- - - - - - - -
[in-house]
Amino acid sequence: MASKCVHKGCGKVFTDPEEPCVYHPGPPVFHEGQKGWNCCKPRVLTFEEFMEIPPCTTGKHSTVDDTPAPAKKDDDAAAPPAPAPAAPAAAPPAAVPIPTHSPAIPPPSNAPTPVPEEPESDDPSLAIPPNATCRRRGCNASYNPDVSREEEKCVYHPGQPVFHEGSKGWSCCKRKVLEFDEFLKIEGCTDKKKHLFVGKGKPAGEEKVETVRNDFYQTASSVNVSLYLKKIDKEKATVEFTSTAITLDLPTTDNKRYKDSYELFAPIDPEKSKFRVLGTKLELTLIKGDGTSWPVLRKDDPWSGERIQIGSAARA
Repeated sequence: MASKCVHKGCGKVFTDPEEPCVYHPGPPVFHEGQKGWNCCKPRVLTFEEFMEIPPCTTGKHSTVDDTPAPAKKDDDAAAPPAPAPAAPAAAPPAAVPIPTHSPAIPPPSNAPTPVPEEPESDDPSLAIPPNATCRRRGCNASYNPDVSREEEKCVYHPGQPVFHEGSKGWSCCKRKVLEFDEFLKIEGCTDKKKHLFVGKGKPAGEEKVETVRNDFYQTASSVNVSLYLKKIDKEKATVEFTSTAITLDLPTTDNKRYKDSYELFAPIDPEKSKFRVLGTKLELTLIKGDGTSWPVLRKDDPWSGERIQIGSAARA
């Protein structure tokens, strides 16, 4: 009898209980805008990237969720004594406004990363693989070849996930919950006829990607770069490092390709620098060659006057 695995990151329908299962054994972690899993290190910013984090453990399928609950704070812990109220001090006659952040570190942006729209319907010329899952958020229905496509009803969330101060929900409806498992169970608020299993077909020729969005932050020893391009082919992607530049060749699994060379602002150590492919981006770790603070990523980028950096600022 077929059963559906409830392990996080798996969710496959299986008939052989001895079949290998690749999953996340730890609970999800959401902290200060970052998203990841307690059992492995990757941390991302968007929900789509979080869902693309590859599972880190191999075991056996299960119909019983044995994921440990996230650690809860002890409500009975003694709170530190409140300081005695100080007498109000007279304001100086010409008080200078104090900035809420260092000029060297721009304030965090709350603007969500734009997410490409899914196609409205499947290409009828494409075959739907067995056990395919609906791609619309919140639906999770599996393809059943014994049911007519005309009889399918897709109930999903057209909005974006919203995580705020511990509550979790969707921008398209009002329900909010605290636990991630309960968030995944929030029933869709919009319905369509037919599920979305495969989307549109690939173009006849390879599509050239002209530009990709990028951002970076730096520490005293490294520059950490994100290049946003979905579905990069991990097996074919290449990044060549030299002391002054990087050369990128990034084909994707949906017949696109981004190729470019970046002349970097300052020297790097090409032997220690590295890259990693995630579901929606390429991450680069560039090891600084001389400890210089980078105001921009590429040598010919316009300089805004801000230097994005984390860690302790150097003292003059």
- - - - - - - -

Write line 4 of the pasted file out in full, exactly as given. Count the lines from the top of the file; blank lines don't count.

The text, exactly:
């Protein structure tokens, strides 16, 4: 009898209980805008990237969720004594406004990363693989070849996930919950006829990607770069490092390709620098060659006057 695995990151329908299962054994972690899993290190910013984090453990399928609950704070812990109220001090006659952040570190942006729209319907010329899952958020229905496509009803969330101060929900409806498992169970608020299993077909020729969005932050020893391009082919992607530049060749699994060379602002150590492919981006770790603070990523980028950096600022 077929059963559906409830392990996080798996969710496959299986008939052989001895079949290998690749999953996340730890609970999800959401902290200060970052998203990841307690059992492995990757941390991302968007929900789509979080869902693309590859599972880190191999075991056996299960119909019983044995994921440990996230650690809860002890409500009975003694709170530190409140300081005695100080007498109000007279304001100086010409008080200078104090900035809420260092000029060297721009304030965090709350603007969500734009997410490409899914196609409205499947290409009828494409075959739907067995056990395919609906791609619309919140639906999770599996393809059943014994049911007519005309009889399918897709109930999903057209909005974006919203995580705020511990509550979790969707921008398209009002329900909010605290636990991630309960968030995944929030029933869709919009319905369509037919599920979305495969989307549109690939173009006849390879599509050239002209530009990709990028951002970076730096520490005293490294520059950490994100290049946003979905579905990069991990097996074919290449990044060549030299002391002054990087050369990128990034084909994707949906017949696109981004190729470019970046002349970097300052020297790097090409032997220690590295890259990693995630579901929606390429991450680069560039090891600084001389400890210089980078105001921009590429040598010919316009300089805004801000230097994005984390860690302790150097003292003059």